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15 Nov 2017
So Christmas and New Year are fast approaching. A special time for many people, but also a time of challenge for those who are isolated or suffer mental illness.
Around this time of year, I think of the words of the John Lennon song 'Happy Xmas (War is Over)'
And so this is Christmas
For weak and for strong
For rich and the poor ones
The world is so wrong
And so happy Christmas
For black and for white
For yellow and red ones
Let's stop all the fight
“The world is so wrong”… in those simple words, so much meaning.
I can tell you that for people living with a mental illness, the world is so wrong. Suffering the symptoms of the illness; suffering the indignity of the condition, suffering from the stigma, suffering from isolation, we live in a world that still does not truly understand or empathise with what people who have mental illness are going through.
Indeed, the Christmas season can be particularly difficult for those with mental illness.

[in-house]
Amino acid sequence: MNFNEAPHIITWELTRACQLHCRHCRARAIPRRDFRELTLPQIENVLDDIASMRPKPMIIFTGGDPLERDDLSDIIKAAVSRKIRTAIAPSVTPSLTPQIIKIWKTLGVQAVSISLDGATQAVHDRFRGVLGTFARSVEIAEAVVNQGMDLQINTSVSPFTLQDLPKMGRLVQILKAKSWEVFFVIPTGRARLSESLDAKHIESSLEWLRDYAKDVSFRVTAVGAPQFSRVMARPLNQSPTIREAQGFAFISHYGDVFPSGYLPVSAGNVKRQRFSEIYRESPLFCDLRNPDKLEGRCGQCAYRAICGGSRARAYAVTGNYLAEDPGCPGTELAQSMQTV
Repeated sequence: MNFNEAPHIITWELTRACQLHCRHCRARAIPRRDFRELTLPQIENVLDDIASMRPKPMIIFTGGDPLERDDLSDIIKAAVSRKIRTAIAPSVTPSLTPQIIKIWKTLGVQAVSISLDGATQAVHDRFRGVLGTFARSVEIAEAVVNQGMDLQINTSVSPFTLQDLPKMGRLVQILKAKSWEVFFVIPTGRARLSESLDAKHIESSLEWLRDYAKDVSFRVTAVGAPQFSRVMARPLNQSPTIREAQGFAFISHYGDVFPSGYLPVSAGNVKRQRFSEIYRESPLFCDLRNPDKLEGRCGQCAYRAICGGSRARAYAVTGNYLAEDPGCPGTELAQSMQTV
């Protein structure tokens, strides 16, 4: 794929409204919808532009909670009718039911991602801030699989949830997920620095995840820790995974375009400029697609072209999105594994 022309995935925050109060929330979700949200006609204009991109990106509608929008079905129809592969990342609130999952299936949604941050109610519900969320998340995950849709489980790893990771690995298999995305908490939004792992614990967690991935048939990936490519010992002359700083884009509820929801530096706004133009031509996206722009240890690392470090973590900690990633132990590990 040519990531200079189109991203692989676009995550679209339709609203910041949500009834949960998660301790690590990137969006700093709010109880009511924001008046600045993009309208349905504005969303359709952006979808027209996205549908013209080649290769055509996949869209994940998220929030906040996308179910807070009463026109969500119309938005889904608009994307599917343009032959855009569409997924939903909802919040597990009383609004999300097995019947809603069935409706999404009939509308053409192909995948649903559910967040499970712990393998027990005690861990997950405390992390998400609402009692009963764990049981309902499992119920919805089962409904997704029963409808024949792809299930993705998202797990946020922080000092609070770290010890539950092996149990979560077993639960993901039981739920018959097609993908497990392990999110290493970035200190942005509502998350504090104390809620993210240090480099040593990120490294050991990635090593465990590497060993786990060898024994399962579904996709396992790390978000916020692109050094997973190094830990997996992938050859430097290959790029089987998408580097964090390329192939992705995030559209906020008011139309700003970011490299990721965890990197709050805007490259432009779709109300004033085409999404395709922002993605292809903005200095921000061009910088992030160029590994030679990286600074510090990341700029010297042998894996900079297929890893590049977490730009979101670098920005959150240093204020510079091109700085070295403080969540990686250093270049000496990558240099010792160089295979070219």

Rates of depression, anxiety and loneliness typically grow at this time of year. Many people with mental illness have estranged family members and can feel more isolated at a time of year when families come together. Difficult relationships can escalate into conflict over the Christmas table and people with serious, episodic illness like schizophrenia or bipolar see their symptoms flare up.
Of course, these problems may be exacerbated by the fact that many mental health professionals go on holiday over this period; people in serious distress may have nowhere to go.
“Let’s stop all the fight”… again, simple words, but so much meaning.
We must stop the factional in-fighting and point-scoring that characterise our politics these days. We need politicians to come together, whatever their stripes, and commit to serving people with mental illness. To really make sure the mental health system works in all its facets and for all people who need help.
Christmas is a time for sharing, for giving, for coming together, for gifts, for love, and to make those wishes for a New Year.
What is on my Christmas wish list? Why, peace and love of course! Although perhaps more concretely, I wish for a world kinder to those in mental distress. I wish for acceptance and empathy. I wish that all people have places to go to celebrate with people they love. I wish for respect for all people from all walks of life.
Merry Christmas to all, and a happy New Year!
Dr Richard Schweizer lives with schizophrenia. You can read more about his journey here.
Dr Richard Schweizer - Photo Credit news.com.au